/ Programming Ib: Lab
Concurrency and Networking: Threading (Concurrency)
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the early days of computing when programs were written on punch cards,
you had to book a time slot on the computer in order to get to run your
program. Errors, having to wait for input, or even just someone booking
too much time were hugely inefficient uses of computing power when
there were other programs that needed to be run. Nowadays, operating
systems are ubiquitous, and it is possible to run multiple programs at
the same time with no obvious switching, as far as the user is
concerned. This area of computer science is called concurrency. A
thread is like a 'worker' that runs some instructions. Using multiple
threads allows the processor to allocate time to
different programs and switch between them seamlessly. Furthermore, if
one program is busy waiting for something that the processor can't help
(e.g. user input), then it can spend time on the others instead. But
that's not all, a single program will often have multiple threads. The
primary purpose of this is so that it can handle multiple jobs 'at the
same time'. For instance, a game might have one thread running the GUI,
another running the AI, and another communicating over the network.
Since multi-processor and multi-core systems came along, threads are
useful for separating a single large task to be handled more
separate processors (or cores).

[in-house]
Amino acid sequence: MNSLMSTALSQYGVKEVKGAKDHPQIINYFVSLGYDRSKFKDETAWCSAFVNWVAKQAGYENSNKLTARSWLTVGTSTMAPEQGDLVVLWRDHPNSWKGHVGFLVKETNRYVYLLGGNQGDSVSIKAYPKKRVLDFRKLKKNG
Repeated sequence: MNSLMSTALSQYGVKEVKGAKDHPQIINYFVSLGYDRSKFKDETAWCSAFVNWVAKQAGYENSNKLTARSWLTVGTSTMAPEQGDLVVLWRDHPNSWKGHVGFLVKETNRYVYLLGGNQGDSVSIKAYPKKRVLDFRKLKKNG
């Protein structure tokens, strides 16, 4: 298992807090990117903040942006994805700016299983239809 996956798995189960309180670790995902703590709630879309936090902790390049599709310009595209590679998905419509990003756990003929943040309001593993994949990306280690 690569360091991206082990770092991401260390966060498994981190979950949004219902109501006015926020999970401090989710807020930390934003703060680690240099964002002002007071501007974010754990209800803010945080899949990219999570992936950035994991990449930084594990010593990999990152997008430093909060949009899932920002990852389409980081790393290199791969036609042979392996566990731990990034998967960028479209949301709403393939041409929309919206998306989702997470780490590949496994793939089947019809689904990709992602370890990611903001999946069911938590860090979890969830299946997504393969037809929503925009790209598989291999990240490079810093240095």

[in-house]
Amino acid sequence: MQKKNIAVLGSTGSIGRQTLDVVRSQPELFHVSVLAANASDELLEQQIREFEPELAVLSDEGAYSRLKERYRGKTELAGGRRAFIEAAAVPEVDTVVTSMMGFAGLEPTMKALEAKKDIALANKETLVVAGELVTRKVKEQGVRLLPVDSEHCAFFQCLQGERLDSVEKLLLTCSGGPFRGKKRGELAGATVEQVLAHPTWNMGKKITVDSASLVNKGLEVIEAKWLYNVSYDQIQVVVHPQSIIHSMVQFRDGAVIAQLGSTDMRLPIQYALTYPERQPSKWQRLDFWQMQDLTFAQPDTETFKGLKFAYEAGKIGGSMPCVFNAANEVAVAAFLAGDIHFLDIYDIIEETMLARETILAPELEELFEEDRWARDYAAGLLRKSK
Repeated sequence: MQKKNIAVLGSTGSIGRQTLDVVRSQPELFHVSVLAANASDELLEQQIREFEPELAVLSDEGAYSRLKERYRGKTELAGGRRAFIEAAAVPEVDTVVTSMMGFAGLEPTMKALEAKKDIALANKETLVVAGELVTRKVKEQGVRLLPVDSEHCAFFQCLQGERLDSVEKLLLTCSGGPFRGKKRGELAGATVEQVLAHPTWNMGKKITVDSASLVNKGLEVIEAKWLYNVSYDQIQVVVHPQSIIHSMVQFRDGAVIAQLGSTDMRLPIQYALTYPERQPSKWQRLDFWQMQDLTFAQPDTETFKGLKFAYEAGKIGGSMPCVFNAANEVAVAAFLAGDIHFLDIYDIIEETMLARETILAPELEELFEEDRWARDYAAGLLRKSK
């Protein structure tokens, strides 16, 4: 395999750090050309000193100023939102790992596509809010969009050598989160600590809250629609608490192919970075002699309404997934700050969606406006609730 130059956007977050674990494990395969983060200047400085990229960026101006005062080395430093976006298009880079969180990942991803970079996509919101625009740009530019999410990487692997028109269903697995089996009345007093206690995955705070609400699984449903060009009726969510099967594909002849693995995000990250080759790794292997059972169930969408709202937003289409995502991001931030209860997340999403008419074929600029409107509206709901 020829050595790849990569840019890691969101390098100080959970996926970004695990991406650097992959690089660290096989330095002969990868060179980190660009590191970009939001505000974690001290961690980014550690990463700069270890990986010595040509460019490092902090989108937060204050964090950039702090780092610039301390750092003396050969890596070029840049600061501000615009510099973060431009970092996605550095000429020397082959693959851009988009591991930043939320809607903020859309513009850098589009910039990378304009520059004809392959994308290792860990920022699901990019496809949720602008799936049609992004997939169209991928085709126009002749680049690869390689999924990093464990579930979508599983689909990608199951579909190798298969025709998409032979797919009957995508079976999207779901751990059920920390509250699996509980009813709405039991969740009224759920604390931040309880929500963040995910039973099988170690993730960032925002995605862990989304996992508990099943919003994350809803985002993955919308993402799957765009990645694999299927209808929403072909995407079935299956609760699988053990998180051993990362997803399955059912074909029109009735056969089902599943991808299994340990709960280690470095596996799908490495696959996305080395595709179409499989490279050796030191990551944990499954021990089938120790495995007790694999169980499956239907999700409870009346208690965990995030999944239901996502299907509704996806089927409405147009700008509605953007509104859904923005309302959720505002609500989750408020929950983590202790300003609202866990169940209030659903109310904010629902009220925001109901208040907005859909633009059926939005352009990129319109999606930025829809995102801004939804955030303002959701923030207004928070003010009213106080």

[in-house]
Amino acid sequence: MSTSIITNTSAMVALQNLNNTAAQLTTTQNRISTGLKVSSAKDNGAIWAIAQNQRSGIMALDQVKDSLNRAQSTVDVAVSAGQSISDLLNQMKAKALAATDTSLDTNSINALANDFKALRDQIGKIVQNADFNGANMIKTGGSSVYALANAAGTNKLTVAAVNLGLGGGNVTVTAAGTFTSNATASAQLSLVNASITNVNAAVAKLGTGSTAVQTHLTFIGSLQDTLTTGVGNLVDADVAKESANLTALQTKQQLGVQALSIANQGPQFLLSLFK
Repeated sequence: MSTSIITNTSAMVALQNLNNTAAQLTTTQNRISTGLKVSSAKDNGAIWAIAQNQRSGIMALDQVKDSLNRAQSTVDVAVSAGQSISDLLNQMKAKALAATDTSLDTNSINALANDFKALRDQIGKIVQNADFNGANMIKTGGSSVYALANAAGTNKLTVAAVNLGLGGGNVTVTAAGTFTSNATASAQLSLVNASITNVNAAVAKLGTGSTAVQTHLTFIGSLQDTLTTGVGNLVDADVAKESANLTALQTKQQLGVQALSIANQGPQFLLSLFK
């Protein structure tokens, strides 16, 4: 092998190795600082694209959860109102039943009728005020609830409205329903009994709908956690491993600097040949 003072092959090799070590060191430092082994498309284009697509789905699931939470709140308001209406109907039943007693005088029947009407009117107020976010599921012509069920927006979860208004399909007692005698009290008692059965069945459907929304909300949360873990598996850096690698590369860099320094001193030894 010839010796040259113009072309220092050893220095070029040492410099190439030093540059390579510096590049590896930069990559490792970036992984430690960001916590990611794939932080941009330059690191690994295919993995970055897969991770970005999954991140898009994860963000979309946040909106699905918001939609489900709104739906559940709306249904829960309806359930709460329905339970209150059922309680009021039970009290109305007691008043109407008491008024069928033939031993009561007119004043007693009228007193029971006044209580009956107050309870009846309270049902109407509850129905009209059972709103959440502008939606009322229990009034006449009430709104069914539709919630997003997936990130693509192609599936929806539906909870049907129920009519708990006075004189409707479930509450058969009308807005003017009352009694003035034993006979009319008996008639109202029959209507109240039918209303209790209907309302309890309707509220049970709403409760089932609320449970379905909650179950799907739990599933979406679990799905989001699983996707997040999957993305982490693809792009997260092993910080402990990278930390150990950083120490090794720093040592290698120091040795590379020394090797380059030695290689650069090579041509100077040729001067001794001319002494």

you explain the two different ways of writing a Thread in Java? What
are their benefits and which is more useful? (The first four pages of
the tutorial should help you here.)
- Implement this in Java:
- Write a thread which just prints the numbers
from 1 to 100, prefaced with "Thread: " and then dies. i.e. "Thread:
1", "Thread: 2", etc.
- Create a class with a main method, which
creates and runs your thread. It then goes on to print the numbers from
1 to 100, prefaced with "Main: ", i.e. "Main 1", "Main 2".
should see that your thread and your main method take it in
to print their numbers. But notice that it is not perfect, you cannot
rely on them getting the same amount of time to perform their actions.
Only that they will be roughly happening at the same time.
made a thread! It really is that easy. Just this will be enough to get
you far with threading. But you should continue to read and learn about
some other features before we move on.
- Try adding calls to the method
sleep(...) to the program you made in the previous step. (The next page
of the tutorial should help.)
- Try implementing the code that you find on each page up
to and including The
SimpleThreads Example, either by adding
it to your previous program, a new one, or just download the code from
the website. Experiment, it is the best way to learn.
have learned the basics of threads. This is all you need for this
sheet, however there are a few more topics that are worth learning and
will help you with coursework 2, in particular:
Do this: (in your own time)
But for this lab it is time to move on to networking.
page author: Andrew Chinery
last updated: 01 March 2013